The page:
Transcriptome profiling of the rice blast fungus during invasive plant infection and in vitro stresses
1 Department of Plant and Soil Sciences, University of Delaware, Newark, DE, USA
2 WuXi AppTec, Inc., Philadelphia, PA, USA
3 Department of Plant Pathology, Center for Integrated Fungal Research, North Carolina State University, Raleigh, NC, USA
BMC Genomics 2011, 12:49 doi:10.1186/1471-2164-12-49Published: 19 January 2011
Rice blast is the most threatening disease to cultivated rice. Magnaporthe oryzae, its causal agent, is likely to encounter environmental challenges during invasive growth in its host plants that require shifts in gene expression to establish a compatible interaction. Here, we tested the hypothesis that gene expression patterns during in planta invasive growth are similar to in vitro stress conditions, such as nutrient limitation, temperature up shift and oxidative stress, and determined which condition most closely mimicked that of in planta invasive growth. Gene expression data were collected from these in vitro experiments and compared to fungal gene expression during the invasive growth phase at 72 hours post-inoculation in compatible interactions on two grass hosts, rice and barley.
We identified 4,973 genes that were differentially expressed in at least one of the in planta and in vitro stress conditions when compared to fungal mycelia grown in complete medium, which was used as reference. From those genes, 1,909 showed similar expression patterns between at least one of the in vitro stresses and rice and/or barley. Hierarchical clustering of these 1,909 genes showed three major clusters in which in planta conditions closely grouped with the nutrient starvation conditions. Out of these 1,909 genes, 55 genes and 129 genes were induced and repressed in all treatments, respectively. Functional categorization of the 55 induced genes revealed that most were either related to carbon metabolism, membrane proteins, or were involved in oxidoreduction reactions. The 129 repressed genes showed putative roles in vesicle trafficking, signal transduction, nitrogen metabolism, or molecular transport.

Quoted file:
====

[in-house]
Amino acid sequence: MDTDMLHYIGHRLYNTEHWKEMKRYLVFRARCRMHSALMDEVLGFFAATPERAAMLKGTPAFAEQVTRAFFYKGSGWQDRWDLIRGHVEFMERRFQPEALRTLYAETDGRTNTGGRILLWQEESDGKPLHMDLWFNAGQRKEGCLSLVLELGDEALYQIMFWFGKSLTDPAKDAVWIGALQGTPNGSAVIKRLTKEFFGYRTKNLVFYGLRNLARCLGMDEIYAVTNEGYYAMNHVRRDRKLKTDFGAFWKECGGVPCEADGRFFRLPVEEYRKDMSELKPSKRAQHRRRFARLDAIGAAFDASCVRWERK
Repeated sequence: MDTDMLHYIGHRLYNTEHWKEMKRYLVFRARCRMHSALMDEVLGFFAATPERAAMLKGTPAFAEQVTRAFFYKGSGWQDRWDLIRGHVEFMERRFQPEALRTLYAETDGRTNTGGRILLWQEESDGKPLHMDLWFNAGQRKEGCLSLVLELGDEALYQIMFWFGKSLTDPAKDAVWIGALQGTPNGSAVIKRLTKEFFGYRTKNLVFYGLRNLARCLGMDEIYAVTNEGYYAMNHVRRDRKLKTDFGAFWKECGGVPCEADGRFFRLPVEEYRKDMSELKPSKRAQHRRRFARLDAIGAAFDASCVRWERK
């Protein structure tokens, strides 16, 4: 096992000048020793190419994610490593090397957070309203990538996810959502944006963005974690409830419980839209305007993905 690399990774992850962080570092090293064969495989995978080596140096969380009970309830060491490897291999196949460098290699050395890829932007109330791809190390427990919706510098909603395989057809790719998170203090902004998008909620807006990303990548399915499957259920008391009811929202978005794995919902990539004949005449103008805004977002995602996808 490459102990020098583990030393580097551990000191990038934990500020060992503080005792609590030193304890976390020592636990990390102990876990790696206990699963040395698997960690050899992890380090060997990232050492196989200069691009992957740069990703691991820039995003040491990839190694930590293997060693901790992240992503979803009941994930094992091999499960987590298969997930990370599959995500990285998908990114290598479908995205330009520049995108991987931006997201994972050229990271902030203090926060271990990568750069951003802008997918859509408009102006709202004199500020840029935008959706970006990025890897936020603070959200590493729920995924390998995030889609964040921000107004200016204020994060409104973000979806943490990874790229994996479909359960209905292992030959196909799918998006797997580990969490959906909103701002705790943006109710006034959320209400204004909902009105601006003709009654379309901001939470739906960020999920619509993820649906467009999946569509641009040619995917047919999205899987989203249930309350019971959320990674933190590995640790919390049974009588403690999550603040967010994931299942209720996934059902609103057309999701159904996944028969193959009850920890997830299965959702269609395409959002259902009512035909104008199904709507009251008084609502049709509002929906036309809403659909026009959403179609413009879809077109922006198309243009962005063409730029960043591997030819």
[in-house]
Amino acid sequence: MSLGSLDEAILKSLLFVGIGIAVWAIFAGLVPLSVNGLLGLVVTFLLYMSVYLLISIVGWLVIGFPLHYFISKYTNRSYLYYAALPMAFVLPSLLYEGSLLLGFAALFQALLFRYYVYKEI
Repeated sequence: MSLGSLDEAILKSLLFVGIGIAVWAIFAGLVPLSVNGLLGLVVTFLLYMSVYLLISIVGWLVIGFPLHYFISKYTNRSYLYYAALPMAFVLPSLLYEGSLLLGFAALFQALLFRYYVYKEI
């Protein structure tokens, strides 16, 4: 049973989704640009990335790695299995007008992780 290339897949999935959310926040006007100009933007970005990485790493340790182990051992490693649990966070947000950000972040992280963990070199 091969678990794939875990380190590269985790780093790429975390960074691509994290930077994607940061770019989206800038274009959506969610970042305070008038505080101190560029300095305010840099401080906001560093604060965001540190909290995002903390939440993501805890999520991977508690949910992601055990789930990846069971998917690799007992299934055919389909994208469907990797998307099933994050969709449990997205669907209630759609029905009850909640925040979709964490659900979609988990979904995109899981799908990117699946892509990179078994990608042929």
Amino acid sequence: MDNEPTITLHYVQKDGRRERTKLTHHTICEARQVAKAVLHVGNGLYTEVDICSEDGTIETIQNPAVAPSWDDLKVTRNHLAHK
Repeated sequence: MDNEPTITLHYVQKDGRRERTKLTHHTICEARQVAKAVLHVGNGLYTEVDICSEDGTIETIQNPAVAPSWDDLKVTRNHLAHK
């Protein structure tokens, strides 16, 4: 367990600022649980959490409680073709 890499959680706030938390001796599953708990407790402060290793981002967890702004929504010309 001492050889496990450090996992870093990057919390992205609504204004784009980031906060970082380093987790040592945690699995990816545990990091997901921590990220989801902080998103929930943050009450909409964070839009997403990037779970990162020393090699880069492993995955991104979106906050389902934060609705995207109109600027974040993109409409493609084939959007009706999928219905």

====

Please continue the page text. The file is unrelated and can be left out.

These findings suggest that M. oryzae is likely primarily coping with nutrient-limited environments at the invasive growth stage 72 hours post-inoculation, and not with oxidative or temperature stresses.